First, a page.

Not that I'm suggesting Mel Gibson should have attempted the full Hawick dialect, which is difficult to follow even for Scots, and Murray would have moderated his accent anyway, when he moved to England--so he'd maybe have ended up talking a bit like this fella.
    To what extent dialectic accuracy is worth pursuing is another matter, of course--it would be a lot of work that would be appreciated by a tiny part of the movie's audience, puzzling to a slightly larger proportion, and unnoticed by most. I remember David Tennant doing a good rendition of the characteristic Doric accent of northeast Scotland in Des, only to find himself hilariously accused of "not being able to do a Scottish accent".

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  7. #4297
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    In my opinion, they simply shouldn't have cast Mel Gibson. For several reasons.

    I watched most of The Snake Pit while Sandy was in preschool, and that was a great movie that I didn't want her watching. I did have to finish it after picking her up.
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  8. #4298
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    Quote Originally Posted by grant hutchison View Post
    I watched Proxima a while ago, and very much enjoyed it. I think I posted here at the time that it was a sort of antidote to Gravity.

    Grant Hutchison
    That's right, you did. I liked it very much and recommend it, especially as counterbalance to some of the hyperactively amped up body count presentations. Yes, I'm looking at you Mandalorian (though I did enjoy the 2 seasons).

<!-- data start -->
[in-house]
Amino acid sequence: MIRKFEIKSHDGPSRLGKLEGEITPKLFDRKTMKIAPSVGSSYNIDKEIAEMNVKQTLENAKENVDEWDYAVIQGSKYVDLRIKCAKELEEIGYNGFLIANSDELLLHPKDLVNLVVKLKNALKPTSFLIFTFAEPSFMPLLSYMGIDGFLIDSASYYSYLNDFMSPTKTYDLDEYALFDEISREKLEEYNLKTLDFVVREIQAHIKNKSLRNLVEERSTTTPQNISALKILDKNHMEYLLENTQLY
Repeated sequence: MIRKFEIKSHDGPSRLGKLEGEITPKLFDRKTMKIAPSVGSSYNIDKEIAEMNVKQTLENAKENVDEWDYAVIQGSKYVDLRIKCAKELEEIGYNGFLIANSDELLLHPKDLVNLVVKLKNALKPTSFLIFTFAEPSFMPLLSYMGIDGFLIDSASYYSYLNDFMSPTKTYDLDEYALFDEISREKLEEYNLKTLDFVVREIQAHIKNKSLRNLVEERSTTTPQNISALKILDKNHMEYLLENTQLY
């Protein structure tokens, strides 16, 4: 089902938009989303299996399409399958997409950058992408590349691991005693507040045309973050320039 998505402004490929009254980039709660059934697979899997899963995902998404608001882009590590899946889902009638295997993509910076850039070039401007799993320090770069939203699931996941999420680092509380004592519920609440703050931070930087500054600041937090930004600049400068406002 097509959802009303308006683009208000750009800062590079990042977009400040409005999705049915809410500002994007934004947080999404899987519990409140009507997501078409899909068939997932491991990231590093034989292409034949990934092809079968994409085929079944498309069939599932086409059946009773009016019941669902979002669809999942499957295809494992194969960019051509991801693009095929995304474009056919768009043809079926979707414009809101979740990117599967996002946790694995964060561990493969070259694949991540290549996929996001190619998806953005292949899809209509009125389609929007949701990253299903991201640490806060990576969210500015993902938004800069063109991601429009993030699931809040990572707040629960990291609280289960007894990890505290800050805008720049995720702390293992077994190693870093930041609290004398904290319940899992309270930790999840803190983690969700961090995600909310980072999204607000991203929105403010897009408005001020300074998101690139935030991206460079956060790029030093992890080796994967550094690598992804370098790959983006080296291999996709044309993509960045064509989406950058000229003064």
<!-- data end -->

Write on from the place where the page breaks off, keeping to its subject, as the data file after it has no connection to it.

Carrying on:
CJSF
    "I like the stories
    About angels, unicorns and elves
    Now I like those stories
    As much as anybody else
    But when I'm seeking knowledge
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    The facts are with science"

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  9. #4299
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    Quote Originally Posted by Gillianren View Post
    In my opinion, they simply shouldn't have cast Mel Gibson. For several reasons.
    It was largely his project, of course, so I guess the chances of him not casting himself were slight.

    The film also reminded me that I often puzzle over how pieces of really faulty dialogue ever make it into movies. There's a scene in which Jennifer Ehle's nineteenth-century Scottish character says something like, "I hear you quit your job." Did no-one involved in the production ever look at that and think: That's pure American English. She needs to say, 'I understand you've resigned from your post.' But maybe these things are being corrected all the time, and I only ever get to hear the ones that slip through.
    A friend of mine once pointed out how often chess-boards are wrongly orientated when a chess game is depicted on-screen. As he pointed out, so many people are involved in setting up a scene, it'd be surprising if no-one involved had ever played chess to the rudimentary level required to remember "white on the right". For a while he kept a note of the orientation of chess boards when cinema or TV depicted serious chess matches, and it came out to be indistinguishable from a coin toss whether they were correctly orientated or not.

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  10. #4300
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    Coming back to The Mandalorian (I know, sorry). The Season 2 finale just emphasized the points I made earlier all the more, and now there's a whole new potential dimension to Grogu's fate. It's unclear to me if we're getting more The Mandalorian seasons or we're shifting to Boba Fett and Fennec (i s'pose it was inevitable that Fett was not dead, but really - Boba Fett as an anti-hero?). I'm always good to go for some Ming-Na Wen, though!

    CJSF

    P.S.
    The Mandalorian also seems to further indicate that The Force favors some species over others. Maybe this is well drawn out in the EU, but I barely know any of that, this show being my first significant foray into anything Star Wars outside the films.
    "I like the stories
    About angels, unicorns and elves
    Now I like those stories
    As much as anybody else
    But when I'm seeking knowledge
    Either simple or abstract